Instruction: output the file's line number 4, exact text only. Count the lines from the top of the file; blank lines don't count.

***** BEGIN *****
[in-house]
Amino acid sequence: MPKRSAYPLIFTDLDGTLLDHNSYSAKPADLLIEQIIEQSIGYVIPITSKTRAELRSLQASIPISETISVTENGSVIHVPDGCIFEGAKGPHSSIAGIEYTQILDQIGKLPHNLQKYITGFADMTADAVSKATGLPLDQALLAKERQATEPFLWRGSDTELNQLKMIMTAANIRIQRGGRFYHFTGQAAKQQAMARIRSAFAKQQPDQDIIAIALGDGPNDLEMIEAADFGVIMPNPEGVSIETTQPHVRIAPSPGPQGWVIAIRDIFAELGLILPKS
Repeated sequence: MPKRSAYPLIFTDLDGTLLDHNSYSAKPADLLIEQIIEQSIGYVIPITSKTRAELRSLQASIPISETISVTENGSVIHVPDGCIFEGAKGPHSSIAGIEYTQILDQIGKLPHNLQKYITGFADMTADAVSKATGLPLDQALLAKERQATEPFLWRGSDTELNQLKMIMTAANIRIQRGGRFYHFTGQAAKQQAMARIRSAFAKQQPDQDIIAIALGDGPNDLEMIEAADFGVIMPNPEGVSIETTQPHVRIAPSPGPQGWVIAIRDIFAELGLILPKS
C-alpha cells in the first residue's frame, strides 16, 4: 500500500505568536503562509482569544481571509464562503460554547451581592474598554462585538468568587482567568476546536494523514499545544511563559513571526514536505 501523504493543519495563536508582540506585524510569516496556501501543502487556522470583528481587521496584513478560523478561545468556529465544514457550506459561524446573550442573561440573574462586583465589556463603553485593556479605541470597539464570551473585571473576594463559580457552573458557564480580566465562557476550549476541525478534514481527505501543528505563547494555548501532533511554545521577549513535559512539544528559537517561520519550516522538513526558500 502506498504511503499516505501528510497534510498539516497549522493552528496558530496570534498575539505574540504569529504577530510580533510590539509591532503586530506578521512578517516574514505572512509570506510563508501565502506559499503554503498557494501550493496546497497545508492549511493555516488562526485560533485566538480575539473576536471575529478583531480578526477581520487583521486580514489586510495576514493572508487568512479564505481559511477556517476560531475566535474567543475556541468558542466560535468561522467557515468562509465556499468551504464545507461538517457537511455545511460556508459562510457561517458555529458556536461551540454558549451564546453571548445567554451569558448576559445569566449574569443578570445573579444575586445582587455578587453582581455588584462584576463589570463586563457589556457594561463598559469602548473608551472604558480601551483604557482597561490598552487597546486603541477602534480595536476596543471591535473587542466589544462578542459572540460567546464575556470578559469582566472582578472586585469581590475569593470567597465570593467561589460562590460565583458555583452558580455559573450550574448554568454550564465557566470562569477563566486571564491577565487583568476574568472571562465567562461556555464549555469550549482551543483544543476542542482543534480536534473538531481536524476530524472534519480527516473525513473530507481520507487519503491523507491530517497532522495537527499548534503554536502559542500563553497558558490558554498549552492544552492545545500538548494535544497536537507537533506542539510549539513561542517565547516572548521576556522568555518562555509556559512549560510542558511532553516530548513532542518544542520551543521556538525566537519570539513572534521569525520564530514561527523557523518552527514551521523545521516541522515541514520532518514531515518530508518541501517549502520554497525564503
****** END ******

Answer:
C-alpha cells in the first residue's frame, strides 16, 4: 500500500505568536503562509482569544481571509464562503460554547451581592474598554462585538468568587482567568476546536494523514499545544511563559513571526514536505 501523504493543519495563536508582540506585524510569516496556501501543502487556522470583528481587521496584513478560523478561545468556529465544514457550506459561524446573550442573561440573574462586583465589556463603553485593556479605541470597539464570551473585571473576594463559580457552573458557564480580566465562557476550549476541525478534514481527505501543528505563547494555548501532533511554545521577549513535559512539544528559537517561520519550516522538513526558500 502506498504511503499516505501528510497534510498539516497549522493552528496558530496570534498575539505574540504569529504577530510580533510590539509591532503586530506578521512578517516574514505572512509570506510563508501565502506559499503554503498557494501550493496546497497545508492549511493555516488562526485560533485566538480575539473576536471575529478583531480578526477581520487583521486580514489586510495576514493572508487568512479564505481559511477556517476560531475566535474567543475556541468558542466560535468561522467557515468562509465556499468551504464545507461538517457537511455545511460556508459562510457561517458555529458556536461551540454558549451564546453571548445567554451569558448576559445569566449574569443578570445573579444575586445582587455578587453582581455588584462584576463589570463586563457589556457594561463598559469602548473608551472604558480601551483604557482597561490598552487597546486603541477602534480595536476596543471591535473587542466589544462578542459572540460567546464575556470578559469582566472582578472586585469581590475569593470567597465570593467561589460562590460565583458555583452558580455559573450550574448554568454550564465557566470562569477563566486571564491577565487583568476574568472571562465567562461556555464549555469550549482551543483544543476542542482543534480536534473538531481536524476530524472534519480527516473525513473530507481520507487519503491523507491530517497532522495537527499548534503554536502559542500563553497558558490558554498549552492544552492545545500538548494535544497536537507537533506542539510549539513561542517565547516572548521576556522568555518562555509556559512549560510542558511532553516530548513532542518544542520551543521556538525566537519570539513572534521569525520564530514561527523557523518552527514551521523545521516541522515541514520532518514531515518530508518541501517549502520554497525564503